Most businesses owners have come to recognize the use of Information Technology as a competitive requirement. But, do you know what your IT Department really thinks about the work that they do? Here's a "behind the curtain view" of their work and 5 things that they won't tell you:

  1. You don't know what you need. Most IT people will tell you that one of their greatest obstacles at work is an inability to get their internal business "customer" engaged in the process of defining the business requirements needed to be automated. This unwillingness to participate in the systems definition puts the IT team in a position where they have to decide what's right for your business. Do you really want a "programmer" making those decisions for you? Be a good IT customer and work with IT to define your business requirements.
  2. It's obsolete before it's fully functional. Comprehensive information systems require an inordinate amount of time to define, build/acquire, test/tune and install. It takes so long, in fact, that the systems being developed are obsolete before they become fully functional--either the state of the technology has evolved or the business that it supports has changed. So, tackling a large-scale systems implementation effort by breaking it into smaller, more manageable parts allows for better results to be delivered in shorter periods of time and enables a company to leverage new technology more readily. Stated another way, it's wise not to try to eat the elephant in one bite!
  3. You need to own less and lease more. Because of the obsolescence factor, it's wise for businesses to begin to look to cloud-based solutions for some relief. By so doing, a business can rent solutions and computing capabilities from vendors who will maintain and evolve those technologies on behalf of their customers--alleviating some of the risks associated with obsolescence.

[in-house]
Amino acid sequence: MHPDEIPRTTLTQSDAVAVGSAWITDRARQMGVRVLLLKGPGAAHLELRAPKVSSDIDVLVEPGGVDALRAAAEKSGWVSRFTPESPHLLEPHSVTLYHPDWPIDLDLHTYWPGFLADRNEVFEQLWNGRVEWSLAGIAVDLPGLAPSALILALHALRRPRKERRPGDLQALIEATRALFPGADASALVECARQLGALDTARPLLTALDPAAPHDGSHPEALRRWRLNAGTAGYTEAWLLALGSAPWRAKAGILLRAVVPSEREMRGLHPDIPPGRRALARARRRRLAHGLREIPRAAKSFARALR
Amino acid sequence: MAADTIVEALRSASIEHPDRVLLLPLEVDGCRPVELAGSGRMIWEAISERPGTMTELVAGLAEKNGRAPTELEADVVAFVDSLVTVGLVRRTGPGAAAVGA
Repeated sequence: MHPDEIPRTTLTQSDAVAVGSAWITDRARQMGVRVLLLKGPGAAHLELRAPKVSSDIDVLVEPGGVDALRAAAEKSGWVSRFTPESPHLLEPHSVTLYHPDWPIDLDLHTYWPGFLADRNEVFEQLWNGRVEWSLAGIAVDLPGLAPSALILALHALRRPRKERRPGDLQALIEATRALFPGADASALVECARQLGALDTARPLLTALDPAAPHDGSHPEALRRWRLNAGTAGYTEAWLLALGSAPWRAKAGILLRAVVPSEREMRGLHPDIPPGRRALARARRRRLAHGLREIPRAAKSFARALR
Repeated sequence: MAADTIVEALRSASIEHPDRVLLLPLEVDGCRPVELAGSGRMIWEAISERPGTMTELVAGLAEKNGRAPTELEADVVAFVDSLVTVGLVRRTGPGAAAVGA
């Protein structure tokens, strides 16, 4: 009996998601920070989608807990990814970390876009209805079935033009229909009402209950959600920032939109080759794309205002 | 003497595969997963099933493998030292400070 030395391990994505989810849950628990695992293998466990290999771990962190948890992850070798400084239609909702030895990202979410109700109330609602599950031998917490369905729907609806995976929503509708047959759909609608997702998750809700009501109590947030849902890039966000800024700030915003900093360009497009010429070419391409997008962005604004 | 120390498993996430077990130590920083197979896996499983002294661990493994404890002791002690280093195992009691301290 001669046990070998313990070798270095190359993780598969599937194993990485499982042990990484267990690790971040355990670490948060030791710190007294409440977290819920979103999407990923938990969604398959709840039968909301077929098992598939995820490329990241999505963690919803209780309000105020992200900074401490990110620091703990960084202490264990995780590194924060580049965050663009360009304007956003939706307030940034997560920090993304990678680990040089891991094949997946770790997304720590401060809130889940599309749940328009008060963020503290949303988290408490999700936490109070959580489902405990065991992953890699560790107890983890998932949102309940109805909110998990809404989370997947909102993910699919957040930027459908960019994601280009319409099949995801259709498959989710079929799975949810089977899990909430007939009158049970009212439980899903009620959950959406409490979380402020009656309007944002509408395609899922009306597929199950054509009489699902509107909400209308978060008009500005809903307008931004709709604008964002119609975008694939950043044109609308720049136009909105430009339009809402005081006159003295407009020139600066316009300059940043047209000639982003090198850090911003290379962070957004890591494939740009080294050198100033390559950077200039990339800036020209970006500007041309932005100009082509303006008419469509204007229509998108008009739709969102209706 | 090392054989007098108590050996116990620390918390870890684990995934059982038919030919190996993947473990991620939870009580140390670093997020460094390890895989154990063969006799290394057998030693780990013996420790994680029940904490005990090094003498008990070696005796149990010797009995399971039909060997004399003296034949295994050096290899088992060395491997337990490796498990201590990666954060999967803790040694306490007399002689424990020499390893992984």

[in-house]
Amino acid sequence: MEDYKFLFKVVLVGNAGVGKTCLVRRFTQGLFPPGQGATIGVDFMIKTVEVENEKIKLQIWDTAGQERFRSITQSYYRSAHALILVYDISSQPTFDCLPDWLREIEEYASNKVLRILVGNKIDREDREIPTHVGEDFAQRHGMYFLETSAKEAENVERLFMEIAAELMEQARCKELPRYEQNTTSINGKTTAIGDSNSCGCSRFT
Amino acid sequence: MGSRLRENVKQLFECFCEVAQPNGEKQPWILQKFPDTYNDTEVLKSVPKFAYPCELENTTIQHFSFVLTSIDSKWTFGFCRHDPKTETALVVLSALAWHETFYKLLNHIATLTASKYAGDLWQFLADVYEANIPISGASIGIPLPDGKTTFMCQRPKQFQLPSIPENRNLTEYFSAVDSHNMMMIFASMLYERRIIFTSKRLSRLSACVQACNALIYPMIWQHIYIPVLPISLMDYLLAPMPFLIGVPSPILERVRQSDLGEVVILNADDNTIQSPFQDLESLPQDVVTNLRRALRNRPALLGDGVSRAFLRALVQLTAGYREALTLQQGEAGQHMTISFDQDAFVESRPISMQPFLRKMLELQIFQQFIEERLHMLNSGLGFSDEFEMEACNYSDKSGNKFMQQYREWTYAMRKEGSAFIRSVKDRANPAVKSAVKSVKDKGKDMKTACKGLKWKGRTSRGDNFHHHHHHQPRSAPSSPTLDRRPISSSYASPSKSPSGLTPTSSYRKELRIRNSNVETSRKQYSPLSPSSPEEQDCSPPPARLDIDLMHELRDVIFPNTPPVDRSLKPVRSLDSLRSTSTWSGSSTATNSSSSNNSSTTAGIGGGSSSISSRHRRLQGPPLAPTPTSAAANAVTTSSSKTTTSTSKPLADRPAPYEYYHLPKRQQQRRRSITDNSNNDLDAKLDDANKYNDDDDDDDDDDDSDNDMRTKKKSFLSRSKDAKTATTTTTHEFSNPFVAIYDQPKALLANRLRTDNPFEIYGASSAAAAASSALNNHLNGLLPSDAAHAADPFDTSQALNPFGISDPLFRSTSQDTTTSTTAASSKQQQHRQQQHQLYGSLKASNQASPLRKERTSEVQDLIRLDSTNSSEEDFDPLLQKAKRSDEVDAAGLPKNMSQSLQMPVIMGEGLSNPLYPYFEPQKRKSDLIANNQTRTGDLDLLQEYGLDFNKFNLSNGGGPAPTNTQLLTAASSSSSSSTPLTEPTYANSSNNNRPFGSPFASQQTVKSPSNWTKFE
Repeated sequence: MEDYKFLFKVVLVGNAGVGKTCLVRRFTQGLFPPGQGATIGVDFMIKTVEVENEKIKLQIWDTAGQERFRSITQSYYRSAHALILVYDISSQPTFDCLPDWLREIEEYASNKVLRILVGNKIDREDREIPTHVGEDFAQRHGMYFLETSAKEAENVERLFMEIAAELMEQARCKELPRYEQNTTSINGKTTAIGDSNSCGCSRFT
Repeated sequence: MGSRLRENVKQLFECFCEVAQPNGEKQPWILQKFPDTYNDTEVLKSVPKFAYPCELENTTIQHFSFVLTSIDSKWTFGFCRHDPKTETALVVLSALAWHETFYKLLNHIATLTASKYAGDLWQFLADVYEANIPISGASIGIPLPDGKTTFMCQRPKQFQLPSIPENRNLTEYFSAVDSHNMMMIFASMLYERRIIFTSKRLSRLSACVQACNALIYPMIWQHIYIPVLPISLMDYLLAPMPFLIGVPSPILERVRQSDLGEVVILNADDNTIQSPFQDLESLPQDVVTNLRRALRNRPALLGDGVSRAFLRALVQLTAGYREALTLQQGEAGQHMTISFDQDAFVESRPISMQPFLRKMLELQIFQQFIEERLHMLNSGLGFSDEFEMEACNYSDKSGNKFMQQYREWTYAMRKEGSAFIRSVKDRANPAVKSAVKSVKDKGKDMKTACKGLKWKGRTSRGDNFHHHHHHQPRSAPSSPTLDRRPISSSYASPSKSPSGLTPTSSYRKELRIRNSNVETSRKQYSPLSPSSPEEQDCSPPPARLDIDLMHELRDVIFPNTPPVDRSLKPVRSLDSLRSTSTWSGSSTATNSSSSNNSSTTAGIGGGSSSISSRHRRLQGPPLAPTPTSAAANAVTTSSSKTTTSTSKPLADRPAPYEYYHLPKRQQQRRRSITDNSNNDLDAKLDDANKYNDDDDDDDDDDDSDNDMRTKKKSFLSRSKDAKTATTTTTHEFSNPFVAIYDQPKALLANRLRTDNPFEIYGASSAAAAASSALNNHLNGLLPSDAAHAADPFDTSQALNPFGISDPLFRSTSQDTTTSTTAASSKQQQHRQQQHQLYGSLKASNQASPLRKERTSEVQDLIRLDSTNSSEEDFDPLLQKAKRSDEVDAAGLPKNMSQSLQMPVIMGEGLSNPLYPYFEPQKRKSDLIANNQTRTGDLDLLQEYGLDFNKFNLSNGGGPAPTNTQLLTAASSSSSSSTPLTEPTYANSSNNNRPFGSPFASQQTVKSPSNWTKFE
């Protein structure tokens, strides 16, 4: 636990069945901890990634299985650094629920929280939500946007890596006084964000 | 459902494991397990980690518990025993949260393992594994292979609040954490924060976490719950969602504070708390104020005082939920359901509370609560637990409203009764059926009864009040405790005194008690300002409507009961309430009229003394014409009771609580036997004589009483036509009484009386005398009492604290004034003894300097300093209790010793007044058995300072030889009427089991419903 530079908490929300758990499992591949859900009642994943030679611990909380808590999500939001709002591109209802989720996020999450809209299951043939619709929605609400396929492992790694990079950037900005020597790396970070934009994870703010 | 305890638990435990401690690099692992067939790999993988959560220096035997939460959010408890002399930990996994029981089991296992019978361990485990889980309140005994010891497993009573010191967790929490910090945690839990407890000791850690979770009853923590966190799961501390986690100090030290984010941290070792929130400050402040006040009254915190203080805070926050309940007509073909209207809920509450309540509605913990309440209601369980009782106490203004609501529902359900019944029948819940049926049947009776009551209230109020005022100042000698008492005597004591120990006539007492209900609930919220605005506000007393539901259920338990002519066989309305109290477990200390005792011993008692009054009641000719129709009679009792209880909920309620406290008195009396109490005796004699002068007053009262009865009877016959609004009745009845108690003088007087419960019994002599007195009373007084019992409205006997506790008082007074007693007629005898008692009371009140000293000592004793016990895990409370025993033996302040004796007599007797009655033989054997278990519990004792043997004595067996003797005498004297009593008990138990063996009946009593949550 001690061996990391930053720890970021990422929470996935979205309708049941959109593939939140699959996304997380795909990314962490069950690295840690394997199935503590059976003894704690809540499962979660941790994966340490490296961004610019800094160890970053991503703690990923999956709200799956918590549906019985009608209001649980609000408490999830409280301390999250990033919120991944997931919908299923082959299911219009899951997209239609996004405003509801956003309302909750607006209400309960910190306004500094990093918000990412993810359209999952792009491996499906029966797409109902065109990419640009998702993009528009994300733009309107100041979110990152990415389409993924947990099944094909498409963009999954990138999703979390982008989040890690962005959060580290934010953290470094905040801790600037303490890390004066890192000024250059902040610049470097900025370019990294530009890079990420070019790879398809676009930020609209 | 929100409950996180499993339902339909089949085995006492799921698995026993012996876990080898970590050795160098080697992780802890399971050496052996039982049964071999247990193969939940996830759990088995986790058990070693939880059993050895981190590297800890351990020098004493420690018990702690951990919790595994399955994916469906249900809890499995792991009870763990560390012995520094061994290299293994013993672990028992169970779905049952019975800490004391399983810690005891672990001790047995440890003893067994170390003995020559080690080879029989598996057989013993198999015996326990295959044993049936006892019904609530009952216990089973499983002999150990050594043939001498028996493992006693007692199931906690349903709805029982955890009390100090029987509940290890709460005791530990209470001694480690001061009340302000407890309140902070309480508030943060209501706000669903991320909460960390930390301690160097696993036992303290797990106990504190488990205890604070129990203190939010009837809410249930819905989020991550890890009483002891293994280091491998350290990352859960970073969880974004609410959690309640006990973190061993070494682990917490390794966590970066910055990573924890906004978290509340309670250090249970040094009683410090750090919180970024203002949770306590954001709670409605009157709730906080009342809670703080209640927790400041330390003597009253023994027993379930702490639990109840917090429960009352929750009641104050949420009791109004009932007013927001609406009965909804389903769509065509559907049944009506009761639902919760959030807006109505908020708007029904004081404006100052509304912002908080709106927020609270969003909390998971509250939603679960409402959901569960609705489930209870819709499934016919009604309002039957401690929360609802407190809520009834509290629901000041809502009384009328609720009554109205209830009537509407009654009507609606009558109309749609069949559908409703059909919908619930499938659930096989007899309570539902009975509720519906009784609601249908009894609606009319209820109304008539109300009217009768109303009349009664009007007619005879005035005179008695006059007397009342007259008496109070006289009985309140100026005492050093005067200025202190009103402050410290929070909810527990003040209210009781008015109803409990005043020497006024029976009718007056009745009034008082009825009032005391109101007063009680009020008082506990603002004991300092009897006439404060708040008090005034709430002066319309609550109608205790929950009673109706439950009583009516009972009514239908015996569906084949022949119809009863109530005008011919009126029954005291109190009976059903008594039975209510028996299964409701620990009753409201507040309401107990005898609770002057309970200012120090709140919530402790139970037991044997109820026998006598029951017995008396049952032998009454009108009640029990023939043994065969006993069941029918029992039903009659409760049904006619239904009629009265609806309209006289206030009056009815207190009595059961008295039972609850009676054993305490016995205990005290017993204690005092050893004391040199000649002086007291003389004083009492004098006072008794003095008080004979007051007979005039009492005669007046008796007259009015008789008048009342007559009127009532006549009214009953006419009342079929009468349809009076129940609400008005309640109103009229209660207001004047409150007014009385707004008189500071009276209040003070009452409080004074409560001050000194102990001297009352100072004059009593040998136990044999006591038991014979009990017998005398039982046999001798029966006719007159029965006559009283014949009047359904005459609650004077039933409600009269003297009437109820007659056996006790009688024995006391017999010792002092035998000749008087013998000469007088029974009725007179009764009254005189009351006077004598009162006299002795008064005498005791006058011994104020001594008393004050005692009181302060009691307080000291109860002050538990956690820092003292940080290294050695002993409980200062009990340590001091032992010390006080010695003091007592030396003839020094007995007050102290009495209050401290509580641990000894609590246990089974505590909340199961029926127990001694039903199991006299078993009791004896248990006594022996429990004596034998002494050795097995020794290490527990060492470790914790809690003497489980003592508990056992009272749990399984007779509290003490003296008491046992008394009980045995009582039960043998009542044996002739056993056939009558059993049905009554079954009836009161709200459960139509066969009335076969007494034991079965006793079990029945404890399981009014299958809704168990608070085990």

4. They don't possess all of the skills required to do the job.These days, technology evolves nearly at the speed of sound. This limits an IT professional's ability to develop the skills required to keep pace. What to do? Like the technology itself, the people needed to build and maintain the latest technologies can be rented, too. These "hired hands" can be managed by the IT department and be used to augment full-time IT staff.
  5. You need them to become expert vendor managers. As you may have already concluded from the previous points, the role of the internal IT guru is changing. In fact, a business probably needs them to be a whole lot less technical and a whole lot more able to manage vendors and the projects that those vendors are performing for the business.

In closing, the 2020 organization will prospectively possess a "thinner" IT department staffed by professionals who are strong vendor and project managers that understand the business areas that they are responsible for supporting. Likewise, they will possess a solid information systems foundation, so not to be duped by ill-intentioned vendors. The "nuts and bolts" technology types--ones that love to program and play with technology--will likely find greener pastures with technology vendors where their skills and interests will be better leveraged and appreciated.